The proposed study is part of the End of Life Care Research & Translation (ERT) Project. The ERT Project represents a flagship research collaboration between ACT Health and its academic partners to significantly improve patients’ end of life care experiences, while establishing a research infrastructure and methodology that significantly directs and validates the formulation of ACT Health’s Research Strategy. The ERT Project draws on a novel implementation science model of questioning, testing and translation into a “knowledge bank” overlaid on cutting-edge artificially intelligent “on-the-cloud” data science technology. Funding

The End of Life Care Research & Translation (ERT) Project is seeking funding from ACT Health, ANU and other academic partners to establish the ERT framework, hire support staff to run the framework, and implement the MindHealth trial interventions. To date there has been close to $4m pledged to the project over 4 years. Team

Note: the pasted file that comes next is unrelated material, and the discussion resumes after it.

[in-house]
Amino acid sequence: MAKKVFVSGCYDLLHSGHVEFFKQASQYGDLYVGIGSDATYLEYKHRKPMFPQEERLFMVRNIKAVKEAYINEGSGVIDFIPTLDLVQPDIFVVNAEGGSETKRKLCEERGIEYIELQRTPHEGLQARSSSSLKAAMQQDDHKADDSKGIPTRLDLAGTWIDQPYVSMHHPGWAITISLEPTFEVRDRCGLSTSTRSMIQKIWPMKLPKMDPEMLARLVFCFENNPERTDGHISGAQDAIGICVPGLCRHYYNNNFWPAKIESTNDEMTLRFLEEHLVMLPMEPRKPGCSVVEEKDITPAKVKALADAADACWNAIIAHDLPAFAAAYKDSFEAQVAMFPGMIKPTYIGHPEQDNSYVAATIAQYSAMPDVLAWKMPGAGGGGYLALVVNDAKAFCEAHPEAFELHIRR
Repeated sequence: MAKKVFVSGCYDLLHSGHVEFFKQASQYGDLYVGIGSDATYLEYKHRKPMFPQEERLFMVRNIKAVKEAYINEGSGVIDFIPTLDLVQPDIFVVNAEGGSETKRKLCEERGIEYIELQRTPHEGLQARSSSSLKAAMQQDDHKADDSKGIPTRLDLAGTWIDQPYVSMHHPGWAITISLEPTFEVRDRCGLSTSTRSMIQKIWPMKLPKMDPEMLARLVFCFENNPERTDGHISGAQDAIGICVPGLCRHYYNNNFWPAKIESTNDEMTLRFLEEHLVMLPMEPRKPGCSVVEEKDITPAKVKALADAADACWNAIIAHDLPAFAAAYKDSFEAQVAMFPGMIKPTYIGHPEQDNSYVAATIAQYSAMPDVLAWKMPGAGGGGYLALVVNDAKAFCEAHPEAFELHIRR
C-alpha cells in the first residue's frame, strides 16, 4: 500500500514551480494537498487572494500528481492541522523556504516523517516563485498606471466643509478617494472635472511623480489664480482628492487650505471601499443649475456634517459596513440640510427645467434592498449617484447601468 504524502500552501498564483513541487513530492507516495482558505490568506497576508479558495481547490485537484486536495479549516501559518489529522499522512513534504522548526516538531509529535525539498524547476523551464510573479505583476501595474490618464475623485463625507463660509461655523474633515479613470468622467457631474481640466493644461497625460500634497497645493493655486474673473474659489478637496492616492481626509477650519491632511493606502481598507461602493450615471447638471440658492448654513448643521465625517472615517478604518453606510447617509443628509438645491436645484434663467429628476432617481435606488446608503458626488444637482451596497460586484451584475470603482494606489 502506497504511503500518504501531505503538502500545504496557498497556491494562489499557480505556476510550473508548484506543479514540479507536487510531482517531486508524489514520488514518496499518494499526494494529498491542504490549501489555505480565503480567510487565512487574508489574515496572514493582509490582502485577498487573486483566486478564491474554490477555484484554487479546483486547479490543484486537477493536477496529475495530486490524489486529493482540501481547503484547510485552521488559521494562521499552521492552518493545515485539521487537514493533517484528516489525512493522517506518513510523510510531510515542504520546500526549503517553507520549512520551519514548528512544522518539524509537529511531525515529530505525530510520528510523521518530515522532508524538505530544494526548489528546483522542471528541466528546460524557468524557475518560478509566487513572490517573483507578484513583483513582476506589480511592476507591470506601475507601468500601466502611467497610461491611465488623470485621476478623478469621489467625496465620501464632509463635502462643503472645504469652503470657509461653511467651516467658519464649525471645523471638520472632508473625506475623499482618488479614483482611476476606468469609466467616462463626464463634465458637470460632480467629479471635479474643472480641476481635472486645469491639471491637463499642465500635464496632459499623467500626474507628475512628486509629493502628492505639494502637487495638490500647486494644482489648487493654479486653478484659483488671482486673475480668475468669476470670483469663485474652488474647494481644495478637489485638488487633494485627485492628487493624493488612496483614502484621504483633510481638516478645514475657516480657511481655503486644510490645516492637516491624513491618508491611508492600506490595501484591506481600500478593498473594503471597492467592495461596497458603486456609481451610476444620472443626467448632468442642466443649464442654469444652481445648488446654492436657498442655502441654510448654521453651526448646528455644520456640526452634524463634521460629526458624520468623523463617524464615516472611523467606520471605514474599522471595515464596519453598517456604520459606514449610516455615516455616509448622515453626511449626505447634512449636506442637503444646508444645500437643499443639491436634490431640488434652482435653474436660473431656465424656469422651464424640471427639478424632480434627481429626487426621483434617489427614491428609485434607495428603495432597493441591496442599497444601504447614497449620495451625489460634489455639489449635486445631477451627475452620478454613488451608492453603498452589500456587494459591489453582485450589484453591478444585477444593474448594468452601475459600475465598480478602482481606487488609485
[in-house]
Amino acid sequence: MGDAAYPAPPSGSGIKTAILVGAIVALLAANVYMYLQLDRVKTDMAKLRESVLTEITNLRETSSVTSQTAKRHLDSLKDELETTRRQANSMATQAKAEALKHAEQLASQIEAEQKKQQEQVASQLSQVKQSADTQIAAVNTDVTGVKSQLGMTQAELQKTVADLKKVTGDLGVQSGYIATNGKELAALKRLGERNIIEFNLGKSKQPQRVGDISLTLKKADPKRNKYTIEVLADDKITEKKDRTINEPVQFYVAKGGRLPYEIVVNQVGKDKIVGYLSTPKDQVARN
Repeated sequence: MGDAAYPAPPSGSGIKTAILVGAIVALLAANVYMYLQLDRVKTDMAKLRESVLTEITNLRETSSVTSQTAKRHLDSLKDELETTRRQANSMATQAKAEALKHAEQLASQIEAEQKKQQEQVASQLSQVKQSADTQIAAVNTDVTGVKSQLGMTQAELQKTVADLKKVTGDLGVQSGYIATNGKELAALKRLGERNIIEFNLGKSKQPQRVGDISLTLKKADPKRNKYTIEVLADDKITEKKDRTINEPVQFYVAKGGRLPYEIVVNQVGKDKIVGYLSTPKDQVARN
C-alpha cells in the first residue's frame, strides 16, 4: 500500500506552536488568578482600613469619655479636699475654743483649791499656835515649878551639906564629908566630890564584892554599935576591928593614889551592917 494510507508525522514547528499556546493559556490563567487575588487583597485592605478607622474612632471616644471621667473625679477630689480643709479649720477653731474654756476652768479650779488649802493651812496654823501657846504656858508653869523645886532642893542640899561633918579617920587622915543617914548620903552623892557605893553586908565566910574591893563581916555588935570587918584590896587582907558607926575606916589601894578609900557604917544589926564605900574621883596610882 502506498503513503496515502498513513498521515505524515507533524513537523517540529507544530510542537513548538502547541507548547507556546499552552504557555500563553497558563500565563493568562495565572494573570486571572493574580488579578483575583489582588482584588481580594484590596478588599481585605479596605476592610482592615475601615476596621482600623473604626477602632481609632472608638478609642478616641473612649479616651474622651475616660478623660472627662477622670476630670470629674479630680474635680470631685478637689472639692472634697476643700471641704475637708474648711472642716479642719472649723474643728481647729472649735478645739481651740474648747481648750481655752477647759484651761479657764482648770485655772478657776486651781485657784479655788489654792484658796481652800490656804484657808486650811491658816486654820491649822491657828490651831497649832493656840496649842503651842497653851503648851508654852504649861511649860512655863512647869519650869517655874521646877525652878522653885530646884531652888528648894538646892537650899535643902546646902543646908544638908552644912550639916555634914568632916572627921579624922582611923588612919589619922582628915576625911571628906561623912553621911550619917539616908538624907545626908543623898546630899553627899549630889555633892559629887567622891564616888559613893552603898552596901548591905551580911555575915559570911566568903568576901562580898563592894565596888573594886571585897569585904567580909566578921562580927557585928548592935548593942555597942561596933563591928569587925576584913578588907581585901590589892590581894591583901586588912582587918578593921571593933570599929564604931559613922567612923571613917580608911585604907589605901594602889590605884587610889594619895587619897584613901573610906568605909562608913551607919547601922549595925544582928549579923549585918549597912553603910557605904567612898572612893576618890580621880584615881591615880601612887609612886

Principal investigator of the MindHealth Study is Simonette Vaja (seeking PhD candidature). Simonette is a registered psychologist, authorised primary supervisor with AHPRA with over 27 years of experience as a clinician with concurrent experience as a mental health care and trauma-critical incident senior consultant to Corporate and Government Departments. Simonette is the Director and Principal Psychologist of MindHealth Harmony Solutions. Having designed and delivered her Resilience and Wellbeing programs to major corporations, government agencies and health care providers to include best practice, evidence based mental health and wellbeing interventions. The MindHealth Solutions program in its current form is derived from many years of application to a diverse range of high risk working environments. The ERT Project’s chief investigator is A/Professor Bruce Shadbolt. He is one of Australia’s leading data scientist/biostatistician and clinical epidemiologist in scientific methodology and the translation of clinical research into practice. He pioneered the establishment of health outcomes research in Australia, co-convening the Australian Health Outcomes Conference series over 14 years from1997-2010. ACT Health Professor Imogen Mitchell (Dean ANU Med School/ICU) A/Professor Paul Craft (Oncology) Professor Walter Abhayaratna (Cardiology/Med Services/CTU) Dr Michael Chapman (Pall Care/Aged Care/Dementia) Dr James D’Rozario (Haematology) A/Professor Bruce Shadbolt (Project Lead/Epidemiology/Biostatistics) Professor Ross Hannan (The Office of Research/Cancer Research) Professor Kirsty Douglas (GP research) Professor Matthew Cook (Immuniology/Translation) Dr Carol Huang (Respiratory Medicine) Professor Paul Kelly (Population Health) Karen Murphy (Allied Health) Calvary Hospital Professor Liz Forbat (Palliative care/Psychology) Dr Geoff Ding (ICU) Australian National University Professor Simon Foote (JCSMR) Professor Archie Clements (RSPH) Professor Nick Glasgow (Health Services Research, RSPH) Dr Ian McRae/Professor Jane Hall (Health Economics) Dr Emmalene Bartlett (JCSMR) Professor Kaarin Anstey (CRAHW) Professor Catherine Waldby (RSSS) A/Professor Rhonda Brown (RSP) University of Canberra Professor Brenda Happell (SYNERGY, NMRC: UC and ACT Health) Dr Holly Northham Primary Healthcare Network (Capital Health Network) Vlad Aleksandric (GM Strategy and Planning) Palliative Care Clinical Studies Collaborative Professor David Currow (Director) Linda Deville (Executive Manager) Consumer Representative Palliative Care Australia References 1. Escuriex, B., Labbé, EE Health Care Providers’ Mindfulness and Treatment Outcomes: A Critical Review of the Research Literature. 2011.